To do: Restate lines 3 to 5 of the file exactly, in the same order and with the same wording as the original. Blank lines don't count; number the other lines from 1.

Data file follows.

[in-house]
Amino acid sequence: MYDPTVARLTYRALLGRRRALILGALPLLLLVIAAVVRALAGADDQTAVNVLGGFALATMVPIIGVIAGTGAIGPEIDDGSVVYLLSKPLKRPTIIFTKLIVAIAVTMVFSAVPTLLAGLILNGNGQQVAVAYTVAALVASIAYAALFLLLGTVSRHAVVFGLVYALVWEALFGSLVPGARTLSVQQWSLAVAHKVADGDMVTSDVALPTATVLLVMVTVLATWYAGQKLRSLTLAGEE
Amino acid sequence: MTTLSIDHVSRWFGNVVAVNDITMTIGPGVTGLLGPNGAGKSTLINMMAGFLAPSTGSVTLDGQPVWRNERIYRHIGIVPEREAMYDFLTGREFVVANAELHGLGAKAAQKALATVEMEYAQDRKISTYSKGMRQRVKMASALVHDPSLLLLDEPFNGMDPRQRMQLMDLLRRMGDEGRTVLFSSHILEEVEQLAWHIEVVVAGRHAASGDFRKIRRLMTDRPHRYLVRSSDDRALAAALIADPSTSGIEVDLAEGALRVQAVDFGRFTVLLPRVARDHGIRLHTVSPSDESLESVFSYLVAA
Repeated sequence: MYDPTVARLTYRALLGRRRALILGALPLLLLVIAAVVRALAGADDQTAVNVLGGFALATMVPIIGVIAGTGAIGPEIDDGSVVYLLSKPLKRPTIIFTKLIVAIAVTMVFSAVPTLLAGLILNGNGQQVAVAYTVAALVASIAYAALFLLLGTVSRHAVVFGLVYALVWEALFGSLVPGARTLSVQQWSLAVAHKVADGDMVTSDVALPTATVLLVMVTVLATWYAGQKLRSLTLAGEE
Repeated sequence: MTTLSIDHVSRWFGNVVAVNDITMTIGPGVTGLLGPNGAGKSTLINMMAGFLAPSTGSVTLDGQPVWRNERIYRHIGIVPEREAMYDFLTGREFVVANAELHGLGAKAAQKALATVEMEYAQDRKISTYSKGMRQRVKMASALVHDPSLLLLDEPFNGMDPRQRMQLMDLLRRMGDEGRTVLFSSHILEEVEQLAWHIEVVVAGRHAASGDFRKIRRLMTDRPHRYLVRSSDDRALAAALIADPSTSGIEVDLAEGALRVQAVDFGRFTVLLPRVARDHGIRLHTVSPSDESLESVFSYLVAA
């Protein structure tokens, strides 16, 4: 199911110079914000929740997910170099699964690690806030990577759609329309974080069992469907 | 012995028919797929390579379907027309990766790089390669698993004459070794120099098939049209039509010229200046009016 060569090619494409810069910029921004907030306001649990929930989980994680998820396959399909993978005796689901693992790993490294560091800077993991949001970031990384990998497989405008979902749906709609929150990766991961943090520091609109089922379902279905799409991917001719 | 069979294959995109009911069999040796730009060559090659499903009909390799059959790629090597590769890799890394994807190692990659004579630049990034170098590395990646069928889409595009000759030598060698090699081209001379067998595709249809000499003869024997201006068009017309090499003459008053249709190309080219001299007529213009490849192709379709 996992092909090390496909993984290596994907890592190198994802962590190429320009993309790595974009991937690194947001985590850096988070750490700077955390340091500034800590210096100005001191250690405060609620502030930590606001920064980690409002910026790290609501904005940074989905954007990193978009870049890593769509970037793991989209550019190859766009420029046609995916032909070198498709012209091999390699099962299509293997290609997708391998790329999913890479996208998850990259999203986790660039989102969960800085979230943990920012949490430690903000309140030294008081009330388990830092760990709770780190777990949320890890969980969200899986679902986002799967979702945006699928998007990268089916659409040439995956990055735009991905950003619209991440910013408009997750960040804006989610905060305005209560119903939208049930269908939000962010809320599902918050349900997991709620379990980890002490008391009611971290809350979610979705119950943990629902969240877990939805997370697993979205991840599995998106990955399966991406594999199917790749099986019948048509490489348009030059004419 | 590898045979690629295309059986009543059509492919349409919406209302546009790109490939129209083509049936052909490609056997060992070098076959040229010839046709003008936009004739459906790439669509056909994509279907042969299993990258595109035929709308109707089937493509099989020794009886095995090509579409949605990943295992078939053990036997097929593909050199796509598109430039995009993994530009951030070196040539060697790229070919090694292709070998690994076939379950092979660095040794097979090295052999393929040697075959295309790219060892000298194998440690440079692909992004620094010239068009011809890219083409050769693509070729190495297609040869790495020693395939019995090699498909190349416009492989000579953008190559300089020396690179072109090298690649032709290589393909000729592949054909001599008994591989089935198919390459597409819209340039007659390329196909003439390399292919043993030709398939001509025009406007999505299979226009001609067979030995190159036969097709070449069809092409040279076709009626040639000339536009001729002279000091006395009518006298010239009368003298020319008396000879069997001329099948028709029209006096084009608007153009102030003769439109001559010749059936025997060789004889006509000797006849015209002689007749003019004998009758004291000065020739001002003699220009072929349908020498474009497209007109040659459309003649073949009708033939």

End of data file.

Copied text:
Amino acid sequence: MTTLSIDHVSRWFGNVVAVNDITMTIGPGVTGLLGPNGAGKSTLINMMAGFLAPSTGSVTLDGQPVWRNERIYRHIGIVPEREAMYDFLTGREFVVANAELHGLGAKAAQKALATVEMEYAQDRKISTYSKGMRQRVKMASALVHDPSLLLLDEPFNGMDPRQRMQLMDLLRRMGDEGRTVLFSSHILEEVEQLAWHIEVVVAGRHAASGDFRKIRRLMTDRPHRYLVRSSDDRALAAALIADPSTSGIEVDLAEGALRVQAVDFGRFTVLLPRVARDHGIRLHTVSPSDESLESVFSYLVAA
Repeated sequence: MYDPTVARLTYRALLGRRRALILGALPLLLLVIAAVVRALAGADDQTAVNVLGGFALATMVPIIGVIAGTGAIGPEIDDGSVVYLLSKPLKRPTIIFTKLIVAIAVTMVFSAVPTLLAGLILNGNGQQVAVAYTVAALVASIAYAALFLLLGTVSRHAVVFGLVYALVWEALFGSLVPGARTLSVQQWSLAVAHKVADGDMVTSDVALPTATVLLVMVTVLATWYAGQKLRSLTLAGEE
Repeated sequence: MTTLSIDHVSRWFGNVVAVNDITMTIGPGVTGLLGPNGAGKSTLINMMAGFLAPSTGSVTLDGQPVWRNERIYRHIGIVPEREAMYDFLTGREFVVANAELHGLGAKAAQKALATVEMEYAQDRKISTYSKGMRQRVKMASALVHDPSLLLLDEPFNGMDPRQRMQLMDLLRRMGDEGRTVLFSSHILEEVEQLAWHIEVVVAGRHAASGDFRKIRRLMTDRPHRYLVRSSDDRALAAALIADPSTSGIEVDLAEGALRVQAVDFGRFTVLLPRVARDHGIRLHTVSPSDESLESVFSYLVAA